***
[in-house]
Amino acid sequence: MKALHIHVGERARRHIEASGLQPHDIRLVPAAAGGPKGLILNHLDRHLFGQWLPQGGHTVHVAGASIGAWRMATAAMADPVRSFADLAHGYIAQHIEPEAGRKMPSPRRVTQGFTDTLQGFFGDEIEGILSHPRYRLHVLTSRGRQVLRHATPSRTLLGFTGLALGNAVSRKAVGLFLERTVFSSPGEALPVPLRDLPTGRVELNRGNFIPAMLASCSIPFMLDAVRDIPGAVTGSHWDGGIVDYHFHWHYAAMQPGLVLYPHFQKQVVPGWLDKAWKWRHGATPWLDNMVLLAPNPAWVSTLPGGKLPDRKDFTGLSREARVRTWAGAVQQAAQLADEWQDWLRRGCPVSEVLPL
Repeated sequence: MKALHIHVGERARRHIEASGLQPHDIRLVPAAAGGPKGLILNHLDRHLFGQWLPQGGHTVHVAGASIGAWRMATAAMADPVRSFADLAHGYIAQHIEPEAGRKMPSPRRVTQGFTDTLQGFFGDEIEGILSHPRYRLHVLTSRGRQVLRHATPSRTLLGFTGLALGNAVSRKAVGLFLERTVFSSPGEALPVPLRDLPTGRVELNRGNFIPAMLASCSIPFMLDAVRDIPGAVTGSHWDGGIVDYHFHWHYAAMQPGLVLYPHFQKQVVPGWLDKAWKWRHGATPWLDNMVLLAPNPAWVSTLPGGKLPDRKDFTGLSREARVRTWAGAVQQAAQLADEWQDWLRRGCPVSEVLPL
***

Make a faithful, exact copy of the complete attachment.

[in-house]
Amino acid sequence: MKALHIHVGERARRHIEASGLQPHDIRLVPAAAGGPKGLILNHLDRHLFGQWLPQGGHTVHVAGASIGAWRMATAAMADPVRSFADLAHGYIAQHIEPEAGRKMPSPRRVTQGFTDTLQGFFGDEIEGILSHPRYRLHVLTSRGRQVLRHATPSRTLLGFTGLALGNAVSRKAVGLFLERTVFSSPGEALPVPLRDLPTGRVELNRGNFIPAMLASCSIPFMLDAVRDIPGAVTGSHWDGGIVDYHFHWHYAAMQPGLVLYPHFQKQVVPGWLDKAWKWRHGATPWLDNMVLLAPNPAWVSTLPGGKLPDRKDFTGLSREARVRTWAGAVQQAAQLADEWQDWLRRGCPVSEVLPL
Repeated sequence: MKALHIHVGERARRHIEASGLQPHDIRLVPAAAGGPKGLILNHLDRHLFGQWLPQGGHTVHVAGASIGAWRMATAAMADPVRSFADLAHGYIAQHIEPEAGRKMPSPRRVTQGFTDTLQGFFGDEIEGILSHPRYRLHVLTSRGRQVLRHATPSRTLLGFTGLALGNAVSRKAVGLFLERTVFSSPGEALPVPLRDLPTGRVELNRGNFIPAMLASCSIPFMLDAVRDIPGAVTGSHWDGGIVDYHFHWHYAAMQPGLVLYPHFQKQVVPGWLDKAWKWRHGATPWLDNMVLLAPNPAWVSTLPGGKLPDRKDFTGLSREARVRTWAGAVQQAAQLADEWQDWLRRGCPVSEVLPL